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Why Pregnant Women Need More Iron

Updated on May 11, 2016
An example of an iron-rich meal.
An example of an iron-rich meal.

Increased Iron Need During Pregnancy

Have you been diagnosed with anemia during your pregnancy? You're not alone! About 1 in 5 women experience some degree of anemia when they are pregnant.

Why does this happen? Well, when you're pregnant, your body needs a lot more iron than it did before you became pregnant. Iron is necessary for your body to make hemoglobin, the protein in red blood cells that carries oxygen to other cells.

When you're pregnant, your blood volume increases by about 50 percent. This means that to take care of all that hemoglobin in your blood, you will need to increase your iron intake by 50 percent, as well. This translates to a daily iron requirement of about 27 milligrams.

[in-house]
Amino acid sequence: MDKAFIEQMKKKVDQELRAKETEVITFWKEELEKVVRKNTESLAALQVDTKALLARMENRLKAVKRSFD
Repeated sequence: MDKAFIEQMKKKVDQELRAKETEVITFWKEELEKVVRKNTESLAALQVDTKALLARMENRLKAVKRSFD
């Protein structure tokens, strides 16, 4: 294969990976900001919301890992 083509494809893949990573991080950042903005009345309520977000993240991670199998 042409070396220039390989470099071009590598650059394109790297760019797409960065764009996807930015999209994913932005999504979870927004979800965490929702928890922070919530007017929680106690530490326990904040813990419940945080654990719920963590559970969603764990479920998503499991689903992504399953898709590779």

In addition to the increased blood supply in the pregnant woman's body, there are a number of causes of pregnancy anemia. And it seems that some women are just more prone to develop it than others.

Who Is Especially at Risk for Pregnancy-Induced Anemia?

You may be at risk for developing anemia during your pregnancy if you:

  • have "morning" sickness that makes you throw up every day all day, or at least several times a day
  • have had 2 or more pregnancies in really close proximity (say within 17 months or less)
  • are pregnant with more than one baby at a time
  • do not include enough iron in your pregnancy diet
  • are one of the lucky women whose menstrual flow before your pregnancy was especially heavy
  • do not get enough folic acid or Vitamin B12
  • have an inherited blood disorder, like sickle cell

Iron and Your Baby